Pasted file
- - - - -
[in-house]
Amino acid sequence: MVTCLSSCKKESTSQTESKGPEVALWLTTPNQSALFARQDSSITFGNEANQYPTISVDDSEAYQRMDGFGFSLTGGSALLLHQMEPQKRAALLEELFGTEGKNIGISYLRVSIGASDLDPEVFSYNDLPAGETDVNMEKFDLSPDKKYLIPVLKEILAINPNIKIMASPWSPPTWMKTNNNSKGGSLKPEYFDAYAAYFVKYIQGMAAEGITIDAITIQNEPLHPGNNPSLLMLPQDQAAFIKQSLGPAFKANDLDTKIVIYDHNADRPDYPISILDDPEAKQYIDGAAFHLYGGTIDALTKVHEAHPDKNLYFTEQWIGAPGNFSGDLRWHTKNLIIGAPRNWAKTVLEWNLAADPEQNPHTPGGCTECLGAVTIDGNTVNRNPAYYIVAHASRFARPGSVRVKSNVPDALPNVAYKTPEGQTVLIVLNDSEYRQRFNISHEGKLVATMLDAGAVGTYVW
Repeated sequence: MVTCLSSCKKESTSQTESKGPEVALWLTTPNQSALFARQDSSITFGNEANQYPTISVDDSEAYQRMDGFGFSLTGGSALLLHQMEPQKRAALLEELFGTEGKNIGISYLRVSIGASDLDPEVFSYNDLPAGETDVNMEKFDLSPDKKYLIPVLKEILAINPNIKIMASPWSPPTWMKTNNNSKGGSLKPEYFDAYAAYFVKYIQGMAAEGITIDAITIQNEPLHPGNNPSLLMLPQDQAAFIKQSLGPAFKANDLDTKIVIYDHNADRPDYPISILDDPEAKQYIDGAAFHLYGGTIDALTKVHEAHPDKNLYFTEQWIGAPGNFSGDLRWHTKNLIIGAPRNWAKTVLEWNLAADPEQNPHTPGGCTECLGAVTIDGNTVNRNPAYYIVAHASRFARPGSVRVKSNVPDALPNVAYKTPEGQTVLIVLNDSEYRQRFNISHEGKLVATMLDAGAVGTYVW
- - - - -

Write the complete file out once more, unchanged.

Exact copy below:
[in-house]
Amino acid sequence: MVTCLSSCKKESTSQTESKGPEVALWLTTPNQSALFARQDSSITFGNEANQYPTISVDDSEAYQRMDGFGFSLTGGSALLLHQMEPQKRAALLEELFGTEGKNIGISYLRVSIGASDLDPEVFSYNDLPAGETDVNMEKFDLSPDKKYLIPVLKEILAINPNIKIMASPWSPPTWMKTNNNSKGGSLKPEYFDAYAAYFVKYIQGMAAEGITIDAITIQNEPLHPGNNPSLLMLPQDQAAFIKQSLGPAFKANDLDTKIVIYDHNADRPDYPISILDDPEAKQYIDGAAFHLYGGTIDALTKVHEAHPDKNLYFTEQWIGAPGNFSGDLRWHTKNLIIGAPRNWAKTVLEWNLAADPEQNPHTPGGCTECLGAVTIDGNTVNRNPAYYIVAHASRFARPGSVRVKSNVPDALPNVAYKTPEGQTVLIVLNDSEYRQRFNISHEGKLVATMLDAGAVGTYVW
Repeated sequence: MVTCLSSCKKESTSQTESKGPEVALWLTTPNQSALFARQDSSITFGNEANQYPTISVDDSEAYQRMDGFGFSLTGGSALLLHQMEPQKRAALLEELFGTEGKNIGISYLRVSIGASDLDPEVFSYNDLPAGETDVNMEKFDLSPDKKYLIPVLKEILAINPNIKIMASPWSPPTWMKTNNNSKGGSLKPEYFDAYAAYFVKYIQGMAAEGITIDAITIQNEPLHPGNNPSLLMLPQDQAAFIKQSLGPAFKANDLDTKIVIYDHNADRPDYPISILDDPEAKQYIDGAAFHLYGGTIDALTKVHEAHPDKNLYFTEQWIGAPGNFSGDLRWHTKNLIIGAPRNWAKTVLEWNLAADPEQNPHTPGGCTECLGAVTIDGNTVNRNPAYYIVAHASRFARPGSVRVKSNVPDALPNVAYKTPEGQTVLIVLNDSEYRQRFNISHEGKLVATMLDAGAVGTYVW